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 BBC NEWS | Business | Grain shortages bite in Zimbabwe


[b]BBC NEWS | Business | Grain shortages bite in Zimbabwe[/b]

Zimbabwe's grain shortages are approaching critical levels despite government attempts to import from neighbouring countries, the state broadcaster has reported.
Mealie meal - the maize-derived staple in southern Africa - has been hard to come by for as much as two weeks, sources in Zimbabwe say.


The government have pretty much mismanaged the tendering process

Harare-based economist
The wholesale land seizures of white-owned farms over the past few years has slashed commercial maize production, while the shifting of black workers off those farms has left families going hungry.

State media are reporting that the first 2,000 tonnes of a 150,000 tonne maize tender are due to arrive from South Africa on Wednesday, to replenish reserves which the Zimbabwe Broadcasting Corporation said were at "critical" levels.

But the rest of the tender has yet to be made public.

Nowhere to turn

According to local experts, the only country in southern Africa with a grain surplus - and a narrow one at that - is South Africa.

"The [Zimbabwean] government have pretty much mismanaged the tendering process," one Harare-based economist, who spoke on condition of anonymity, told BBC News Online.


For months they denied there was a need to import, and by the time the government changed its tune most of it was allocated

Harare-based economist
"There's very little on the way. For months they denied there was a need to import, and by the time the government changed its tune most of it was allocated.

"There's not much more than a week or two's supply left."

Even if the government can source more supplies, there is little foreign currency to buy it and too little transport and fuel to distribute it to the areas it is most needed, he said.

Making up the shortfall

The government now says it needs about 600,000 tonnes to make up for domestic output which fell to 1.48 million tonnes in 2000-01, from 2.04 million tonnes the previous season.

The UN's World Food Programme is appealing for $60m to help feed nearly 600,000 people in the countryside officially at risk of starvation.

And, with unemployment at 60%, inflation at 112% and three in four Zimbabweans living in poverty, the situation is thought unlikely to improve in the near future.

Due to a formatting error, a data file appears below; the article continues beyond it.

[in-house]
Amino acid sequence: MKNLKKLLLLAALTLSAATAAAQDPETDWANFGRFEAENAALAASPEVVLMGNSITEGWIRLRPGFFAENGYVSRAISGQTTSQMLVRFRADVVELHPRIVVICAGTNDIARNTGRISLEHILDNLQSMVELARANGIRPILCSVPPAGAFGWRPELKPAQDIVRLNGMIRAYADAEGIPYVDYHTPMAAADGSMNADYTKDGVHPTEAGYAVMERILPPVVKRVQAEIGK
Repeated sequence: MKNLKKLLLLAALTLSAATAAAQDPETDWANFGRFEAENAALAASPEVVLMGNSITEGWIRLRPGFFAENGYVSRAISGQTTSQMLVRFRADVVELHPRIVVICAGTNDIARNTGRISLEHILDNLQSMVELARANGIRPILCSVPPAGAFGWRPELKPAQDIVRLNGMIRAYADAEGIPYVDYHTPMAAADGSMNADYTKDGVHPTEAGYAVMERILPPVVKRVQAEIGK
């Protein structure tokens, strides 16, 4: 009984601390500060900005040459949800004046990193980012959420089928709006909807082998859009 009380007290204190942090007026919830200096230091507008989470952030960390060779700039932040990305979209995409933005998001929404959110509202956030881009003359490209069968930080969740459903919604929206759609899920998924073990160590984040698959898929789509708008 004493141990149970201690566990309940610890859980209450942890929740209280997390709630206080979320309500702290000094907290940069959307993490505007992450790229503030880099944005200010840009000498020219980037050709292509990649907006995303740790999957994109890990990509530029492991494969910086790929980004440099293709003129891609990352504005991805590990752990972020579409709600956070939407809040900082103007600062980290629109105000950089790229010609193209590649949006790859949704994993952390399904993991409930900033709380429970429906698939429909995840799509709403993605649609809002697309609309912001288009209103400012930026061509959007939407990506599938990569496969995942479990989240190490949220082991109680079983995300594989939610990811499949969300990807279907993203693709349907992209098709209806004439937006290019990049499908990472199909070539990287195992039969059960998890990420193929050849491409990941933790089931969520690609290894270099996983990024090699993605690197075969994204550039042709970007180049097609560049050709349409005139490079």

According to the state-owned Daily Herald newspaper, the government has seized 36,000 tonnes of maize from commercial farms who were refusing to hand it over to the Grain Marketing Board.

The GMB is now Zimbabwe's monopoly supplier.

More than 6,000 tonnes was seized from a German-owned farm, the paper said, despite efforts from German embassy staff to stop the process.

State-controlled media had accused the farm of hiding the maize, but its owners insist that they never intended to withhold the maize, and declared the stock formally on the relevant forms to the GMB.

The farm says it planned to mill the grain, but could not do so because the Zimbabwean Electricity Supply Authority failed to install the necessary transformer.

Sources in Zimbabwe said the maize being impounded was yellow maize mostly destined for animal feed, and rarely used for human consumption.

read more: http://news.bbc.co.uk/2/hi/business/1775016.stm


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SI Moderator - Greg Gordon

 2008/1/29 22:47Profile
enid
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 Re: BBC NEWS | Business | Grain shortages bite in Zimbabwe

This is what happens when you get a national leader who is into witchcraft. And has been for years.

So the animals get yellow maize to eat, but the people have nothing?

I think there are three or four threads talking about grain shortage in different countries.

How long before the West gets food shortages?

God bless.

 2008/1/30 5:32Profile
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 Re:

It is not being publicized very well in North American news but [b]many[/b] countries are having a grain shortage including United States and Canada. This is a HUGE problem, currently in the world we only have grain for 50 days. Grain prices are doubling in many parts of the world.